Thousands of Haitians participating in a large-scale clean-up coordinated by the United Nations have removed more than 40 per cent of the 10 million cubic meters of rubble caused by last year’s earthquake.
“It’s been a colossal task,” said Jessica Faieta, Haiti’s senior country director for the U.N. Development Programme.
“For the past 20 months we’ve been working non-stop with the government of Haiti, civil society organizations, the international community, and especially with community members, in this epic-scale clean-up.”
The operation, one of the largest of its kind, involved Haitian citizens as well as nearly 50 in-country U.N. partners, who helped map all debris-related initiatives in affected areas. Homeowners and private enterprises have cleared an additional 10 percent of the rubble.
Ms. Faieta stressed that citizens’ participation was crucial for the operation.
“Community involvement is essential. Haitians have to be at the centre of reconstruction – and training and empowerment are crucial to their successful management of the earthquake recovery,” said Ms. Faieta.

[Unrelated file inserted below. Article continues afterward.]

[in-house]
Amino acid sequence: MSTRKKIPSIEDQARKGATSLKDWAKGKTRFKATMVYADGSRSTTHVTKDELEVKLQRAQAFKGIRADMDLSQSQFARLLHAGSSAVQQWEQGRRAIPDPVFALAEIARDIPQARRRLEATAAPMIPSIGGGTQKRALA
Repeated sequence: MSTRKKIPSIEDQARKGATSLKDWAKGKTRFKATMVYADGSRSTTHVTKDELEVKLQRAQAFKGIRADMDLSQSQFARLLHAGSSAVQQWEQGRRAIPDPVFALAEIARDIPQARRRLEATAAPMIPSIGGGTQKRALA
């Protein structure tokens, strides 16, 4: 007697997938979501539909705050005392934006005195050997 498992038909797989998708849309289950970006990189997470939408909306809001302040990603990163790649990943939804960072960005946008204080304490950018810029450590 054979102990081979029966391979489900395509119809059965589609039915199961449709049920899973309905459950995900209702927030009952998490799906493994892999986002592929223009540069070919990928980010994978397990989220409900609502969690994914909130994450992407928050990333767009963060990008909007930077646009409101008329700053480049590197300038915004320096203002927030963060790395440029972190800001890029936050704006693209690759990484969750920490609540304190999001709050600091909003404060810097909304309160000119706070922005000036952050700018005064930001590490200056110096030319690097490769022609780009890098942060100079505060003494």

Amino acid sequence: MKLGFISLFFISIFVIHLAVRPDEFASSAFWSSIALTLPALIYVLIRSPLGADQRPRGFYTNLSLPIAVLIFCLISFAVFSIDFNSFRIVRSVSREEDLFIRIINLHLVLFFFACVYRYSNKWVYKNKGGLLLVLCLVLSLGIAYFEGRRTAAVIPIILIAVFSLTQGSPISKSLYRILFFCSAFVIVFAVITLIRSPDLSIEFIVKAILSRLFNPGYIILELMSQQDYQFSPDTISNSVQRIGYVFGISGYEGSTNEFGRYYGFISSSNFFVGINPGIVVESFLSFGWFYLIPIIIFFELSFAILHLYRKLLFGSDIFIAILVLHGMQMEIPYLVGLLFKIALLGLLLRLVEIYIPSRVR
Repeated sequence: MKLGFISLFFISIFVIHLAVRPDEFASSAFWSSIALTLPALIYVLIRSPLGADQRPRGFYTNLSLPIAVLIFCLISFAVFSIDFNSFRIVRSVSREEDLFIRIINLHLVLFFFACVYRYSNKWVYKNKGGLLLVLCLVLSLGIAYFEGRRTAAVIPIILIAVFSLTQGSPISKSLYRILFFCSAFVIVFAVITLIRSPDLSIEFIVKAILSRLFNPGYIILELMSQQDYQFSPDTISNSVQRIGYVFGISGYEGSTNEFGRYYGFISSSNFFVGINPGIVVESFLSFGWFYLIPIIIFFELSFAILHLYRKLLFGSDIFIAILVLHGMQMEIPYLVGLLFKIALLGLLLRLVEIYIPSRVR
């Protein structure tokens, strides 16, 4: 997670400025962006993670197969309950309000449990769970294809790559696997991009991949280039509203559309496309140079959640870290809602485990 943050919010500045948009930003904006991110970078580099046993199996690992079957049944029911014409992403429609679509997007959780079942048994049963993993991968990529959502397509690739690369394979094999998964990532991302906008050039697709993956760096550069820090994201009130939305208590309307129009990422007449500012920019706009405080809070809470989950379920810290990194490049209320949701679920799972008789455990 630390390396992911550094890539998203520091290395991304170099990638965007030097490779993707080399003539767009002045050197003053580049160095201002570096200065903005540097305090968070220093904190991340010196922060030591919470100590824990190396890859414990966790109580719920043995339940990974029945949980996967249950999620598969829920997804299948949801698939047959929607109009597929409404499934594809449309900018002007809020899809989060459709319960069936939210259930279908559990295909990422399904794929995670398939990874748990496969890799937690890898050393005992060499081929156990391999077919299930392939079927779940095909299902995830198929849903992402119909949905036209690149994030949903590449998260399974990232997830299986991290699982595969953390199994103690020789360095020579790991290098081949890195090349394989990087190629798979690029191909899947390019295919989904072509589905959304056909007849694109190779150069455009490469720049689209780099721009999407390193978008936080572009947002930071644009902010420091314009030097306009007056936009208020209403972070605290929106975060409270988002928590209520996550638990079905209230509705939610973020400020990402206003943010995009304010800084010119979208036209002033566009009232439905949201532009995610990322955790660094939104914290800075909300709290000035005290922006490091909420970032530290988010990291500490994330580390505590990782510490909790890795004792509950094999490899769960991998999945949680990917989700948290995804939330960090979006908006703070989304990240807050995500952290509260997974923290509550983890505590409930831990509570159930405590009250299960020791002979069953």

So far, U.N. agencies have trained and hired more than 7,000 Haitians in the fields of manual and mechanical rubble removal, recycling, house repair skills, as well as electric wiring, carpentry and masonry.
“These debris removal initiatives are crucial for the reconstruction of Haiti,” said Nigel Fisher, U.N. humanitarian and resident coordinator.
“We are working towards the rehabilitation of neighborhoods and improvement of living conditions through access to basic services so Haitians can return home safely,” he said.
More than 80,000 buildings in the capital city of Port-au-Prince and surrounding areas collapsed after the 7.0-magnitude quake that hit the country Jan. 12, 2010, leaving amounts of debris equivalent to 4,000 Olympic-sized swimming pools.
It is estimated that 50 per cent of the rubble can be reused to repair roads, improve neighborhoods and rebuild houses. However, processing the debris has been a slow endeavor as many of the affected communities are located on hillsides, making it difficult to transport heavy machinery to the sites, which means a lot of the clearance has been done manually.